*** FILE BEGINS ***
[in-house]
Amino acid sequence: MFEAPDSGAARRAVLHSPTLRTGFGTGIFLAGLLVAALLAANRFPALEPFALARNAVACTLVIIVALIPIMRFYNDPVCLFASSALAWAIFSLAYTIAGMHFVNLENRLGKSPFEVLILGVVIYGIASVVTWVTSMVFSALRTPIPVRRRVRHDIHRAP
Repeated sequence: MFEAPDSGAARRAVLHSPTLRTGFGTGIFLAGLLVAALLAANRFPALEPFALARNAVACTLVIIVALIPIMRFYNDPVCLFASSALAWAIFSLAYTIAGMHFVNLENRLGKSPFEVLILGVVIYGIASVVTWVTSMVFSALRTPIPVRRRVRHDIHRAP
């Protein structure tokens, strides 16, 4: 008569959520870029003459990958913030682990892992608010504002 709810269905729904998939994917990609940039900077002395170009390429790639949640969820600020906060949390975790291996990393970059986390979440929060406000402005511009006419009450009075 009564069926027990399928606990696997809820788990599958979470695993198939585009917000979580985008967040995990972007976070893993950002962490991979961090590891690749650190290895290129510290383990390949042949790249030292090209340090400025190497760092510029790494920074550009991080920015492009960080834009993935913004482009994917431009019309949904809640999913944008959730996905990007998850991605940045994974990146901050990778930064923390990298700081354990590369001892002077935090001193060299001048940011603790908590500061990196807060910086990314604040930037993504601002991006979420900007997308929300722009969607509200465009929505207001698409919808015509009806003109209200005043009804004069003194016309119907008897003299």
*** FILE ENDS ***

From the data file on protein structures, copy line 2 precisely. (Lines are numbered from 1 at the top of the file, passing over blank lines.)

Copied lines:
Amino acid sequence: MFEAPDSGAARRAVLHSPTLRTGFGTGIFLAGLLVAALLAANRFPALEPFALARNAVACTLVIIVALIPIMRFYNDPVCLFASSALAWAIFSLAYTIAGMHFVNLENRLGKSPFEVLILGVVIYGIASVVTWVTSMVFSALRTPIPVRRRVRHDIHRAP